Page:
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Art or Advertising?

The people have expressed their opinion of the Shepard Fairey mural on Houston Street in New York by throwing rocks through it. The City is expressing its with violation notices.
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Once there was a time when we had to defend art from being classified as pornography and, therefore, outlawed. Andres Serrano's Piss Christ. Robert Mapplethorpe's bullwhip-in-the-anus photo. When you say to a twenty-something, "Pornography: I know it when I see it," it's quite likely they won't know what you're referencing. Try the name "Jesse Helms," and you might get the same blank stare. It's ancient history. 1989.

Because in 2010, the fuzzy, narrow line will more often be drawn between art and advertising--which, let's face it, is a much worse scourge than poor old pornography.

Recently, New York City's Department of Buildings has decided that the Shepard Fairey mural on Houston Street and Bowery is not art, but advertising. It's a billboard, they say, promoting his show at the Deitch gallery. In this way, the government is echoing the sentiments of some of the people on the street, those who see Fairey's mural not as rebellious street art, but as marketing. The people have expressed their opinion by throwing rocks through the mural. The City is expressing its with violation notices.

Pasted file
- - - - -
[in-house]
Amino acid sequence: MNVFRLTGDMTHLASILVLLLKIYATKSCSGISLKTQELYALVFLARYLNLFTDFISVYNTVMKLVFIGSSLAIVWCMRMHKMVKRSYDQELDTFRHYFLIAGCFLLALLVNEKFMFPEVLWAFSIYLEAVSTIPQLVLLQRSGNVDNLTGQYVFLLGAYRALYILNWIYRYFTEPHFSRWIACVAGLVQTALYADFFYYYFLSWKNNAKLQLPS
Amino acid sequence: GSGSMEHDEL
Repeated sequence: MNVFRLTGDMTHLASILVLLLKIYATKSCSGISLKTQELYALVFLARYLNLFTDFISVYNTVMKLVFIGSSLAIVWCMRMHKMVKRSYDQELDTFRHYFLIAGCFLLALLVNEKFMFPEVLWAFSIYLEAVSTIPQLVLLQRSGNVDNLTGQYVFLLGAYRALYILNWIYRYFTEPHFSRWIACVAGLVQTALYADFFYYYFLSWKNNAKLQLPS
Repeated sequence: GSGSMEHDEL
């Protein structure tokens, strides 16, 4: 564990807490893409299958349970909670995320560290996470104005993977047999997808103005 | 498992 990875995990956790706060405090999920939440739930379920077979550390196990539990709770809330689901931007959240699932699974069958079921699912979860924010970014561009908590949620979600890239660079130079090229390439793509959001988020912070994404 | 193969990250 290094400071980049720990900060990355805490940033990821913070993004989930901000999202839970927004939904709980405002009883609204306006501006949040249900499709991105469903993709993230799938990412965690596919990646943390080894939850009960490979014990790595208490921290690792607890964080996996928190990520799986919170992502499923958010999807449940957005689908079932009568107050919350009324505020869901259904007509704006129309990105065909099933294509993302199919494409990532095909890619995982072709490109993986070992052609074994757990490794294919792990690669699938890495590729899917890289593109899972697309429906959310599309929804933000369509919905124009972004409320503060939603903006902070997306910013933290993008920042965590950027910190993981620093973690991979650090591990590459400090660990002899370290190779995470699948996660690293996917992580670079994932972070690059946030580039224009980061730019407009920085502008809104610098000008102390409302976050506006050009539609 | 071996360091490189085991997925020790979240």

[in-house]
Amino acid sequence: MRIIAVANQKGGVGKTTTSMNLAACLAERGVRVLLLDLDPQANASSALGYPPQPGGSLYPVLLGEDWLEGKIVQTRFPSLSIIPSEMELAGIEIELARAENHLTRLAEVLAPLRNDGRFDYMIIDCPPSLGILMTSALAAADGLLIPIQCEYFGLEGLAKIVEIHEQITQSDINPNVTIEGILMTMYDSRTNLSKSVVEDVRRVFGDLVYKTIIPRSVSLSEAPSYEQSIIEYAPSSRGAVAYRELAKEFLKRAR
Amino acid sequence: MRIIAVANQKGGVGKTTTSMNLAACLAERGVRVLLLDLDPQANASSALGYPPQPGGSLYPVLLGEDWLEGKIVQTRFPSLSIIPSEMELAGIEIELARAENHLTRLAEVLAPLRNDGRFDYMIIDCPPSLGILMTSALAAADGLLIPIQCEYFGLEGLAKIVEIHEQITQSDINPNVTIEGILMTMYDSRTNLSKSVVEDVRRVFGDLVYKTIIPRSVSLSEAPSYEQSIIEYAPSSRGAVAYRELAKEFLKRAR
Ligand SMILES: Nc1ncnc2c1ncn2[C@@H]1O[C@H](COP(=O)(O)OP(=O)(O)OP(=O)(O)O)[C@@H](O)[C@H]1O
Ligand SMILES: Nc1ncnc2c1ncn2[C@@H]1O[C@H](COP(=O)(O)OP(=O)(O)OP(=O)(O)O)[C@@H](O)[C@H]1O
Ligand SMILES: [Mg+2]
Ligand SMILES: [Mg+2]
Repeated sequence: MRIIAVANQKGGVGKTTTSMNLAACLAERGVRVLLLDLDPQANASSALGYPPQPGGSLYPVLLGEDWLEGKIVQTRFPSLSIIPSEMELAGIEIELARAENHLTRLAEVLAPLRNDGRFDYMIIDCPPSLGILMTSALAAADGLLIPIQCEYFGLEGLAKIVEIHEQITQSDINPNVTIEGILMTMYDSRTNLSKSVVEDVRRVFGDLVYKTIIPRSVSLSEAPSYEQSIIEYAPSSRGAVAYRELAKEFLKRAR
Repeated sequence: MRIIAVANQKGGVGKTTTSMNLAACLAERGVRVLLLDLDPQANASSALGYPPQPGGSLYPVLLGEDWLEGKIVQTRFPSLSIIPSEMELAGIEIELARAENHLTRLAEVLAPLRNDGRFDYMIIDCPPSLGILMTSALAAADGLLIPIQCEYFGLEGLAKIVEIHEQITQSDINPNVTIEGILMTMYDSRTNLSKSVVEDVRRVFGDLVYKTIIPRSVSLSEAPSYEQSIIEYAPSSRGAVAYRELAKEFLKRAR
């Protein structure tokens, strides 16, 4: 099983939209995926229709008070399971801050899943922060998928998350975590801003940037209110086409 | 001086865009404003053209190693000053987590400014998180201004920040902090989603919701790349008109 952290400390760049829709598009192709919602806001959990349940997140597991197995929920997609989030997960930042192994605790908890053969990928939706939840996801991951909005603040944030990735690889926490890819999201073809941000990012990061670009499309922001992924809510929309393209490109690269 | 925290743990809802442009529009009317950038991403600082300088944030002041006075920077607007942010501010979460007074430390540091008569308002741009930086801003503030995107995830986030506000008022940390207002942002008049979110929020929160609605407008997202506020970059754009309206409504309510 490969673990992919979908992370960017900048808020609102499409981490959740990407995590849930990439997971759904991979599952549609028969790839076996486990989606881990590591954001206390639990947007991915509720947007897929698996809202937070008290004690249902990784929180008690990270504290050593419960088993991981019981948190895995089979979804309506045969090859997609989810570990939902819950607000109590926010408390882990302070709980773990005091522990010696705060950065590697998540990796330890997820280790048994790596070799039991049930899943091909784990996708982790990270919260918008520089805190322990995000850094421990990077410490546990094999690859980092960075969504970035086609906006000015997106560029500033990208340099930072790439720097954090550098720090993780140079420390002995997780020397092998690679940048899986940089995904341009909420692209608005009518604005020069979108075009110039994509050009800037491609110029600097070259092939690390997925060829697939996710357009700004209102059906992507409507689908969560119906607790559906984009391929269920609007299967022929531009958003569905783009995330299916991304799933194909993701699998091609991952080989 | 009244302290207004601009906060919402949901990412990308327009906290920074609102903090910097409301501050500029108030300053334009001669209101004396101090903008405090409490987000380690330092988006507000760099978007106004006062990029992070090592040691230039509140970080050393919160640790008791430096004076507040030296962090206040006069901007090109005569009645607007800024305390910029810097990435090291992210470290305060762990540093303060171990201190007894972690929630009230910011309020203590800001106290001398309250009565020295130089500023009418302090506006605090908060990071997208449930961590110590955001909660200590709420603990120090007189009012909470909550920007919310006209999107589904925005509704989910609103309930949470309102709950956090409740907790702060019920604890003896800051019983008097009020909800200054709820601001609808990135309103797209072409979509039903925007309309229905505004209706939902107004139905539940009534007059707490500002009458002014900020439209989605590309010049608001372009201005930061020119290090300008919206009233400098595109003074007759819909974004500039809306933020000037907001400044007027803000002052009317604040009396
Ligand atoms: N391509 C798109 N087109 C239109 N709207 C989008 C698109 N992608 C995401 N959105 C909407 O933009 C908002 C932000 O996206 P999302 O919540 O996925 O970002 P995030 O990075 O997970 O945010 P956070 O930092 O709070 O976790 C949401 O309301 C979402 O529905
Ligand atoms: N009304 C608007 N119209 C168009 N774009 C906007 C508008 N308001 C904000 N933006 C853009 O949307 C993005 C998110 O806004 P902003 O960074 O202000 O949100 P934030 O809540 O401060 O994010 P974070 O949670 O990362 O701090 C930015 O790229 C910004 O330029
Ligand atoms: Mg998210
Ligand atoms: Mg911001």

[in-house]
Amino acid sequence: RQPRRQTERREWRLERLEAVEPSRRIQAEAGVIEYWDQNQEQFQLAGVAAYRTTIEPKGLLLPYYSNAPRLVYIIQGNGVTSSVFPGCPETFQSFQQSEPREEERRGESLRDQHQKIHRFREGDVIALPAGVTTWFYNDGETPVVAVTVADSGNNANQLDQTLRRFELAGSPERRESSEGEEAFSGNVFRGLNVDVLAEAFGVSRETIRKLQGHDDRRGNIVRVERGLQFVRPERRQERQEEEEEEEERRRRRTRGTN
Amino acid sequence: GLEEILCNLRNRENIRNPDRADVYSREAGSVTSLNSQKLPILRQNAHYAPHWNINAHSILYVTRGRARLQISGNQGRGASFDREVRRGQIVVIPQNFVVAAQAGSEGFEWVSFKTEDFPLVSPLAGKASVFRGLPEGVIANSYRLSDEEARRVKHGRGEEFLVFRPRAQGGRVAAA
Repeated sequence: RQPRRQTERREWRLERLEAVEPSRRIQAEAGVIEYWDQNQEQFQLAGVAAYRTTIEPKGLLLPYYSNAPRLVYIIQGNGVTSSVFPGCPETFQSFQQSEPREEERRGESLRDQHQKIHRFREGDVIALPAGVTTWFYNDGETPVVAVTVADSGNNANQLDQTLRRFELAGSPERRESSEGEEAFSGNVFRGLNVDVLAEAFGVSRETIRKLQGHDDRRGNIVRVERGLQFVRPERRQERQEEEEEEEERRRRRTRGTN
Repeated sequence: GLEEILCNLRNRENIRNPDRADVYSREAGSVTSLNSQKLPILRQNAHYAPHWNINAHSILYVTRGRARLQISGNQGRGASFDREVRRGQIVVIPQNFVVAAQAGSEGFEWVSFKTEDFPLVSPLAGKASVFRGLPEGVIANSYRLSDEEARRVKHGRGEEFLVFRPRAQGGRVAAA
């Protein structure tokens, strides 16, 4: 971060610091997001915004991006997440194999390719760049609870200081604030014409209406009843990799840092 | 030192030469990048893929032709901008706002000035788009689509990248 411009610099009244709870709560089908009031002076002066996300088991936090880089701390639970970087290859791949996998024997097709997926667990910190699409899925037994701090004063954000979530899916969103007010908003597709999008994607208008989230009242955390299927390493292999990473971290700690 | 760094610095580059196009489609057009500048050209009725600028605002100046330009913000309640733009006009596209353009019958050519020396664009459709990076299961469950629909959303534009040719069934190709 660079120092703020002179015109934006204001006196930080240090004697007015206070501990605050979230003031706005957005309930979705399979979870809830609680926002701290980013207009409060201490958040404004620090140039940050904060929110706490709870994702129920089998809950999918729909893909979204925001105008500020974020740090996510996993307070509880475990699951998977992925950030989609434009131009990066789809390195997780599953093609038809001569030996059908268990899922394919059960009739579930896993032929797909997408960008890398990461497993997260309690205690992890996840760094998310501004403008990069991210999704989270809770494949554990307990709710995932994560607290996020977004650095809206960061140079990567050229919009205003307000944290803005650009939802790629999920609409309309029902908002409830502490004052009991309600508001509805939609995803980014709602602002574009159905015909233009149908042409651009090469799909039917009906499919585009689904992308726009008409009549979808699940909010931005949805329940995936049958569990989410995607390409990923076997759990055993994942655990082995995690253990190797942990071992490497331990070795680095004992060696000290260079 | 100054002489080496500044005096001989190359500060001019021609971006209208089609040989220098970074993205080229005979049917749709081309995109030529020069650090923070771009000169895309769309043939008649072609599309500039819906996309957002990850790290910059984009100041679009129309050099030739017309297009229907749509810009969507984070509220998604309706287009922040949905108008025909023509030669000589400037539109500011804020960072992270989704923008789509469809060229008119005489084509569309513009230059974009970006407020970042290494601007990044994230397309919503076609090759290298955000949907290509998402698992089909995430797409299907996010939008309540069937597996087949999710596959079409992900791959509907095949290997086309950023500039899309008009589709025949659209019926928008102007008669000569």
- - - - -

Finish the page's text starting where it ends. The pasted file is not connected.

It's an interesting turn of events.


Said Fairey to the New York Post, "This is a work of art, not an advertisement, and it is disappointing and shortsighted that city officials want to ignore the rich history and role that public art has played in revitalizing this particular area of lower Manhattan."

That revitalization of the Bowery, also known as hyper-gentrification, is directly connected to the owner of the Houston Wall, Tony Goldman, uber-creator of high-end neighborhoods like Soho. He told the Post, "That wall is the last of the old culture. Each of those murals that I put up there are for the benefit of the public. I don't make any money off it. It's all artistic. You may not like it, but I'm going to put the best of the best up there."

"You may not like it" leads us to think that this is a question of artistic taste. You may not like to see a bullwhip shoved in a man's anus, but it's still art. What happens if it's blown up to billboard size and used to promote the sale of bullwhips? Or to promote a show of photos involving bullwhips in anuses?

"You may not like it" echoes with free speech cries--which, interestingly, is the theme of Fairey's mural. The words "free speech" are written across the mural's middle. It's confusing, isn't it? When the artistic mockery of commodification becomes commodified itself, we are walking into quicksand.

As they did 20 years ago for Mapplethorpe, will protesters gather to fight the City as it decides if Fairey's mural should be removed? If so, what will be defended--art or advertising?

I'm troubled by a trend in which artists today are more easily taken for advertisers than pornographers. Is there less of a drive to be sexually subversive and more of a drive to be subliminally persuasive? Is capital-A Advertising, in its infinite dark genius, positioning itself, via artists, to appear subversive and therefore revolutionary--and worthy of protection by the people?

It is time not to "obey," but to pay very close attention.

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